oscow’s envoy in Washington has warned that a growing backlash against all things Russia-related in the United States in response to the war in Ukraine has surpassed even Cold War-era levels, telling Newsweek that not only diplomatic ties but also cultural, educational and scientific were under unprecedented strain.
“The United States has been swamped by a wave of Russophobia fuelled by the media at the instigation of the ruling circles,” Russia’s ambassador to the U.S., Anatoly Antonov told Newsweek. “The situation has taken the worst forms of the anti-communist paranoia and witch-hunt of the McCarthy era.”
He argued that the present state of affairs has sunken below even that of the infamous “red scare” led by late Senator Joseph McCarthy in the aftermath of World War II, as he stated that the scope of targets was now broader.
“Even during the Cold War, our nations continued cultural, educational and scientific contacts,” Antonov said. “I just hope that common sense will prevail and help end the dangerous game of canceling Russia, bordering on the ideas of racial superiority.”
President Joe Biden has rolled out successive sets of sanctions in response to what his Russian counterpart Vladimir Putin has referred to as a “special military operation” launched against Ukraine on February 24. The White House accused the Kremlin of “war crimes” and even “genocide” committed against the Ukrainian people as the conflict rages on, and has continued to expand these restrictions to include both state and non-state institutions in Russia.
But in the U.S. itself, where a Pew Research Center poll published Tuesday showed some three quarters are in support of strict sanctions against Russia, a parallel phenomenon has taken place in the civilian sector in which events have been canceled, cooperation cut and businesses boycotted as a result of their connections to Russia.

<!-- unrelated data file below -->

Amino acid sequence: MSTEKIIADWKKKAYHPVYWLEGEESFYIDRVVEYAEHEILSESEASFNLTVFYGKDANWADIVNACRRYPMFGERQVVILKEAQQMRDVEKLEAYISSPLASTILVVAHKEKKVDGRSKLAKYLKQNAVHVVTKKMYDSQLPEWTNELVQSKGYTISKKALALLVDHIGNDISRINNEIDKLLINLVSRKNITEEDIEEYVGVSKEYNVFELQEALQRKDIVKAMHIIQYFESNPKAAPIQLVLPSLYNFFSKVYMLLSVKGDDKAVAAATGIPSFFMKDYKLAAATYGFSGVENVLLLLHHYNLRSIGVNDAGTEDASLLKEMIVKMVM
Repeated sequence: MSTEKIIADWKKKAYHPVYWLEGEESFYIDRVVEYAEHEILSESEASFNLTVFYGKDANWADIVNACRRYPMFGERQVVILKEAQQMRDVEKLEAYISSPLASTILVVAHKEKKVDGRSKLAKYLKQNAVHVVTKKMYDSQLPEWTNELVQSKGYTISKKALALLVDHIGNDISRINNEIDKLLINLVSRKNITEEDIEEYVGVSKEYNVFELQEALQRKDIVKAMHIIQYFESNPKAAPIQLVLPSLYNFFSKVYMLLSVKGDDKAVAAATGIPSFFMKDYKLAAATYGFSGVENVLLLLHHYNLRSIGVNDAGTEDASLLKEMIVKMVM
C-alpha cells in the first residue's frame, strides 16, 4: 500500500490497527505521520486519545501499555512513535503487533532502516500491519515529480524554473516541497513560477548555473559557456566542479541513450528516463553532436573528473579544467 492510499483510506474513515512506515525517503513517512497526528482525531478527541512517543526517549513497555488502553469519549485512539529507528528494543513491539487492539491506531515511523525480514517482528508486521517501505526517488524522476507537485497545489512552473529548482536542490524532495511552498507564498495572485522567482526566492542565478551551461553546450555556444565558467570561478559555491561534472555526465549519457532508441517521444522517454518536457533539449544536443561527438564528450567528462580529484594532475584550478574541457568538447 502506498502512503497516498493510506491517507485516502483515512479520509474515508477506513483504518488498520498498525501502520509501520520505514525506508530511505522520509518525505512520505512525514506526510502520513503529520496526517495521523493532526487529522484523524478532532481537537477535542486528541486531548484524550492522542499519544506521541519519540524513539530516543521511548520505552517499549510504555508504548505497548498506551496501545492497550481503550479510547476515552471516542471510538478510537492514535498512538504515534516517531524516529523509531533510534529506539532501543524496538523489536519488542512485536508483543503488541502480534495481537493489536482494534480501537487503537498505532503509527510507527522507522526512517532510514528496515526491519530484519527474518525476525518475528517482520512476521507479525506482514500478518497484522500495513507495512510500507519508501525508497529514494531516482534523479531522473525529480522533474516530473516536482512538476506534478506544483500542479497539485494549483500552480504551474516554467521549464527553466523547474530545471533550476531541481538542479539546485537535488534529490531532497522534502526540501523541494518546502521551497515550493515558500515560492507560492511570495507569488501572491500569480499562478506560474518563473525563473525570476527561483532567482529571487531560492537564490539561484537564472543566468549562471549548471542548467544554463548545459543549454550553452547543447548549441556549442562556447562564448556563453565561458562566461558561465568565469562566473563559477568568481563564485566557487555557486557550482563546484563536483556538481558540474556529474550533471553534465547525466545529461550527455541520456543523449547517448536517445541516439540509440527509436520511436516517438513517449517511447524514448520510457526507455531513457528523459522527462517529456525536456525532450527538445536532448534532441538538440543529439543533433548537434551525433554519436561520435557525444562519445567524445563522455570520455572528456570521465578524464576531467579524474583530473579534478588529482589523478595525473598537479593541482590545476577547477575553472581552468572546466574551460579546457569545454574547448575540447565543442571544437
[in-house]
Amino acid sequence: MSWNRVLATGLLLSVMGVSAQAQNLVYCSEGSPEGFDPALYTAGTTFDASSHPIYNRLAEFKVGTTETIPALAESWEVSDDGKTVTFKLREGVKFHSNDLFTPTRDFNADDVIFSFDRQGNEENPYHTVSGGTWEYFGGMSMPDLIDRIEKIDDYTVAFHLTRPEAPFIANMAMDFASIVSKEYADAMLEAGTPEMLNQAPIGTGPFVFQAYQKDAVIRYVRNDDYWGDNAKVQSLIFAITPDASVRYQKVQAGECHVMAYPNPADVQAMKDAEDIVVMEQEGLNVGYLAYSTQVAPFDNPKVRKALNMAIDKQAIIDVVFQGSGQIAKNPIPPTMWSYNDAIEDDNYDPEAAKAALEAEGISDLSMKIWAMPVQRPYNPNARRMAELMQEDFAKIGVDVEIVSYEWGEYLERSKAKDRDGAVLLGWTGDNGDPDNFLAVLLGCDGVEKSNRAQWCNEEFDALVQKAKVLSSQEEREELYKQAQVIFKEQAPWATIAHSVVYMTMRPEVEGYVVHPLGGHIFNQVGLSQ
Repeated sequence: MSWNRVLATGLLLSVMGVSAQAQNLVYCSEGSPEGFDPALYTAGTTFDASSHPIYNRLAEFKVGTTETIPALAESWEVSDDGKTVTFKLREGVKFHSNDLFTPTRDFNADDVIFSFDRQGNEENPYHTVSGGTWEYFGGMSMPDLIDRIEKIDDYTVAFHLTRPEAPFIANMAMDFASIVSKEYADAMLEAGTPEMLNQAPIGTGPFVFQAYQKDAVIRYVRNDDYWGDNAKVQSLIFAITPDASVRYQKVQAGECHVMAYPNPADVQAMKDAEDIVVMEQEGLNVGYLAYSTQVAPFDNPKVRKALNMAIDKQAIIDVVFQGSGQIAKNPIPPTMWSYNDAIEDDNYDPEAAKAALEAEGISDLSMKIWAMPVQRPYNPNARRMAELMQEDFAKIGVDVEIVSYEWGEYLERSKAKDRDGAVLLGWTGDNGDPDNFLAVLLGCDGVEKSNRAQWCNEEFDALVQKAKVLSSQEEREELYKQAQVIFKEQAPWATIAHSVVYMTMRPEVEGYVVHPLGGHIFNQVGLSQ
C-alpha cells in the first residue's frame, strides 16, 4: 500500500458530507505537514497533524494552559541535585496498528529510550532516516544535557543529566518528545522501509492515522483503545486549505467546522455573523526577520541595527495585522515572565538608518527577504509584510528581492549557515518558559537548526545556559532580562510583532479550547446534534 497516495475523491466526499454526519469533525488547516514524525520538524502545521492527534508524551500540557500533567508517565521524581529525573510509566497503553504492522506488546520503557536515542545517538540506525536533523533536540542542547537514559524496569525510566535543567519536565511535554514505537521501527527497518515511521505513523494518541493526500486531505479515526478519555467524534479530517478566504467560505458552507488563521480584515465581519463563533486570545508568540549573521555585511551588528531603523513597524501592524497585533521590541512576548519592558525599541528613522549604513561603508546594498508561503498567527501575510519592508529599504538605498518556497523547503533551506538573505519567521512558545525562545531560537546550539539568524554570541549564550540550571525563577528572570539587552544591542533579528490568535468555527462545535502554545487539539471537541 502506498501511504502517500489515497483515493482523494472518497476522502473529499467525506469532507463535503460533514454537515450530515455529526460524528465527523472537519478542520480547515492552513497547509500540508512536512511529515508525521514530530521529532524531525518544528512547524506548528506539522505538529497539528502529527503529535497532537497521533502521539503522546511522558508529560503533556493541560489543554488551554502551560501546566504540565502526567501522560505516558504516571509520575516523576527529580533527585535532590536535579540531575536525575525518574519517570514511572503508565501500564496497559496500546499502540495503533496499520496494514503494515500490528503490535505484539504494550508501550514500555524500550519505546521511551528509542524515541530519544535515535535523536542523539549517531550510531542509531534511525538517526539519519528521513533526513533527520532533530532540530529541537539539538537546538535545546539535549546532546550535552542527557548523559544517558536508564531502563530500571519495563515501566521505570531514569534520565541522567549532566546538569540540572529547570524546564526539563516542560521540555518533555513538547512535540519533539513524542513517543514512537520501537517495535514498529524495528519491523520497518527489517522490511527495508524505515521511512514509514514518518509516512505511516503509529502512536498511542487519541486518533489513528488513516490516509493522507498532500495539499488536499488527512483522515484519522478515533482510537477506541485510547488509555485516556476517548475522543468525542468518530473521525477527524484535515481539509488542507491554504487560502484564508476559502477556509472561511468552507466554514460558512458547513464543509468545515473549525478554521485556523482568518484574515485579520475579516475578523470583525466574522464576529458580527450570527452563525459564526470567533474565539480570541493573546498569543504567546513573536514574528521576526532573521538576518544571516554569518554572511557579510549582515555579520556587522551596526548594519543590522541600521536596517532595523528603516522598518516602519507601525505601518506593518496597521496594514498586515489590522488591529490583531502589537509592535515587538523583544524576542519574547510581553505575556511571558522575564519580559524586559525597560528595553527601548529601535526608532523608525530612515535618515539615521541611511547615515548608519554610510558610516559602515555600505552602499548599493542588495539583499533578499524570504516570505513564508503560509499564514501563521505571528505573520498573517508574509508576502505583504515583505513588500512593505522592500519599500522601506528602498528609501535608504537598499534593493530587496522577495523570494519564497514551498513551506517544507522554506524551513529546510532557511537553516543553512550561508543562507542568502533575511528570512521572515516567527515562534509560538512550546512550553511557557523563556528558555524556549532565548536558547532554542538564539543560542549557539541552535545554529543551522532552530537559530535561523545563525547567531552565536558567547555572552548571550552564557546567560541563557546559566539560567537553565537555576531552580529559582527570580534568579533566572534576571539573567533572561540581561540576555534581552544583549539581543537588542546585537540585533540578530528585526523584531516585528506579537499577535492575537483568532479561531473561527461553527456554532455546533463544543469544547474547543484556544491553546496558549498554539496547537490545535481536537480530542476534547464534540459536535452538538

Antonov said it all had a geopolitical element.
“The unprecedentedly wide-spreading campaign to cancel everything Russian is accompanied by baseless and sweeping accusations against our country aimed at creating an image of Russia as an outcast,” the senior Russian diplomat said.
Pointing to some recent examples, he said that “anti-Russian hysteria has quickly spread to everyday life.”
Among the more high-profile incidents has been the decision by a number of major musical institutions to drop performances by Russian conductor Valery Gergiev and pianist Denis Matsuev, both prominent supporters of Putin, shortly after the conflict in Ukraine erupted. In some cases, even classical songs have been removed from the bill, including the works of 19th-century composer Pyotr Tchaikovsky, renowned for ballets such as “Swan Lake,” “The Nutcracker” and the “1812 Overture.”
Also on the chopping block have been longstanding associations between professionals in the U.S. and Russia. The Educational Commission for Foreign Medical Graduates has suspended certification for Russian citizens and the oncology group OncoAlert has severed ties with Russian doctors, both actions taken in displays of solidarity with Ukraine.
And with U.S.-Russia space collaboration, a hallmark of the detente that put an end to the Cold War-era space race, now at a standstill, the Space Foundation’s annual “Yuri’s Night,” named after Soviet cosmonaut Yuri Gagarin, the first human to travel into outer space, has been rebranded as “Celebration of Space.”
The moves have prompted some controversy among artists and professionals, who have called for measures to focus more specifically on those explicitly backing Putin and Russia’s war effort in Ukraine.
Antonov sardonically quipped that “the anti-Russian madness might soon as well require the patriotic song ‘God Bless America’ written by Irving Berlin, a native of Russia, to be erased from the American history.”